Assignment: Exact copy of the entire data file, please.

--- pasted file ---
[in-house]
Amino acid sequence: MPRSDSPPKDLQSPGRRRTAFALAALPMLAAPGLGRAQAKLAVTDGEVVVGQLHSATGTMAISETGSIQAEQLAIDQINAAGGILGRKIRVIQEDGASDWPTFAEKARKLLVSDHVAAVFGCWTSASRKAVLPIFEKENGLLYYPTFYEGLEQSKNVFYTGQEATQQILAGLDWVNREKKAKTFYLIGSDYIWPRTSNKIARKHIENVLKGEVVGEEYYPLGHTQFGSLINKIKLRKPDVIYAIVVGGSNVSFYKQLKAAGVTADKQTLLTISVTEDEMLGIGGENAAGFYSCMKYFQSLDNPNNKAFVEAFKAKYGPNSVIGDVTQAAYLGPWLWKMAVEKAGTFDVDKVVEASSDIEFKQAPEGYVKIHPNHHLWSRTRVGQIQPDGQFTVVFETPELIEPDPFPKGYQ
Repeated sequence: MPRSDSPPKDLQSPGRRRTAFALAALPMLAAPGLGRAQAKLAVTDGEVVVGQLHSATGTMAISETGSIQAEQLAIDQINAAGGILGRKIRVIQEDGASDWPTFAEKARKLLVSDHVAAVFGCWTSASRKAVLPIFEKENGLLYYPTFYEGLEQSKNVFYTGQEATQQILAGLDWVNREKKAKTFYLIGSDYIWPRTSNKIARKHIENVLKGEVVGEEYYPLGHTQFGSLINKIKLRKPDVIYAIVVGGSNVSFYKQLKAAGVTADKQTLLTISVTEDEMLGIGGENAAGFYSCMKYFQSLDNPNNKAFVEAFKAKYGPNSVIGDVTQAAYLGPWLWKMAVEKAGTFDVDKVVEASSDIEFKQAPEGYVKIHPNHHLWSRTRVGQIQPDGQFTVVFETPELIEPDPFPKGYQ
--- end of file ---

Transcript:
[in-house]
Amino acid sequence: MPRSDSPPKDLQSPGRRRTAFALAALPMLAAPGLGRAQAKLAVTDGEVVVGQLHSATGTMAISETGSIQAEQLAIDQINAAGGILGRKIRVIQEDGASDWPTFAEKARKLLVSDHVAAVFGCWTSASRKAVLPIFEKENGLLYYPTFYEGLEQSKNVFYTGQEATQQILAGLDWVNREKKAKTFYLIGSDYIWPRTSNKIARKHIENVLKGEVVGEEYYPLGHTQFGSLINKIKLRKPDVIYAIVVGGSNVSFYKQLKAAGVTADKQTLLTISVTEDEMLGIGGENAAGFYSCMKYFQSLDNPNNKAFVEAFKAKYGPNSVIGDVTQAAYLGPWLWKMAVEKAGTFDVDKVVEASSDIEFKQAPEGYVKIHPNHHLWSRTRVGQIQPDGQFTVVFETPELIEPDPFPKGYQ
Repeated sequence: MPRSDSPPKDLQSPGRRRTAFALAALPMLAAPGLGRAQAKLAVTDGEVVVGQLHSATGTMAISETGSIQAEQLAIDQINAAGGILGRKIRVIQEDGASDWPTFAEKARKLLVSDHVAAVFGCWTSASRKAVLPIFEKENGLLYYPTFYEGLEQSKNVFYTGQEATQQILAGLDWVNREKKAKTFYLIGSDYIWPRTSNKIARKHIENVLKGEVVGEEYYPLGHTQFGSLINKIKLRKPDVIYAIVVGGSNVSFYKQLKAAGVTADKQTLLTISVTEDEMLGIGGENAAGFYSCMKYFQSLDNPNNKAFVEAFKAKYGPNSVIGDVTQAAYLGPWLWKMAVEKAGTFDVDKVVEASSDIEFKQAPEGYVKIHPNHHLWSRTRVGQIQPDGQFTVVFETPELIEPDPFPKGYQ